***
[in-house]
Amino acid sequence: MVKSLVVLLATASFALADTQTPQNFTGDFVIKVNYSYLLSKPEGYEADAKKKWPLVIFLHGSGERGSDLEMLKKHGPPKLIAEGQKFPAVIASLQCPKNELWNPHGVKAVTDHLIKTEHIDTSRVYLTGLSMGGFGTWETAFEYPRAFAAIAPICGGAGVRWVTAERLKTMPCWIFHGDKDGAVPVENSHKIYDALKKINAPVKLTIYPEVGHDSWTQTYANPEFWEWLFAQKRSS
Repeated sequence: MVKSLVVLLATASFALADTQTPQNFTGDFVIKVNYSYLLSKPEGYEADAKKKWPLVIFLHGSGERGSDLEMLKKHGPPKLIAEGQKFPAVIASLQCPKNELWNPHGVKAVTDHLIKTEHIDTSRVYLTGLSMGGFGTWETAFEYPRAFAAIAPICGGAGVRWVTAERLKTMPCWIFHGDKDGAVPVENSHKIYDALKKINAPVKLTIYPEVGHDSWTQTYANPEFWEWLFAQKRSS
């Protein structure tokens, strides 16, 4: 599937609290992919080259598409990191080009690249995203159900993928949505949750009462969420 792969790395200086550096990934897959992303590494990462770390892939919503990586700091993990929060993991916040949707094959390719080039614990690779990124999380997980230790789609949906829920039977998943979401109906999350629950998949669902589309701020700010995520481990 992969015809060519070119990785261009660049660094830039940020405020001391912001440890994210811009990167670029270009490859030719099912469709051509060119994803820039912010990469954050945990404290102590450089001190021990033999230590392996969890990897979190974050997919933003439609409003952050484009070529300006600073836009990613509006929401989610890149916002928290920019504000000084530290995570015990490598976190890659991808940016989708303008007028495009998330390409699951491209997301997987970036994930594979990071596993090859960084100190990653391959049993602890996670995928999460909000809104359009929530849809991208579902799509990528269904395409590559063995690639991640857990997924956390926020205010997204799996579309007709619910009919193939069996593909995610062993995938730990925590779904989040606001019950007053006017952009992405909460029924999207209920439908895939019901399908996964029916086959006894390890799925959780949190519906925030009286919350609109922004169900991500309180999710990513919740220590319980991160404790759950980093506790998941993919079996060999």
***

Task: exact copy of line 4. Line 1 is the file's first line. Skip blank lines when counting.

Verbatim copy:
């Protein structure tokens, strides 16, 4: 599937609290992919080259598409990191080009690249995203159900993928949505949750009462969420 792969790395200086550096990934897959992303590494990462770390892939919503990586700091993990929060993991916040949707094959390719080039614990690779990124999380997980230790789609949906829920039977998943979401109906999350629950998949669902589309701020700010995520481990 992969015809060519070119990785261009660049660094830039940020405020001391912001440890994210811009990167670029270009490859030719099912469709051509060119994803820039912010990469954050945990404290102590450089001190021990033999230590392996969890990897979190974050997919933003439609409003952050484009070529300006600073836009990613509006929401989610890149916002928290920019504000000084530290995570015990490598976190890659991808940016989708303008007028495009998330390409699951491209997301997987970036994930594979990071596993090859960084100190990653391959049993602890996670995928999460909000809104359009929530849809991208579902799509990528269904395409590559063995690639991640857990997924956390926020205010997204799996579309007709619910009919193939069996593909995610062993995938730990925590779904989040606001019950007053006017952009992405909460029924999207209920439908895939019901399908996964029916086959006894390890799925959780949190519906925030009286919350609109922004169900991500309180999710990513919740220590319980991160404790759950980093506790998941993919079996060999």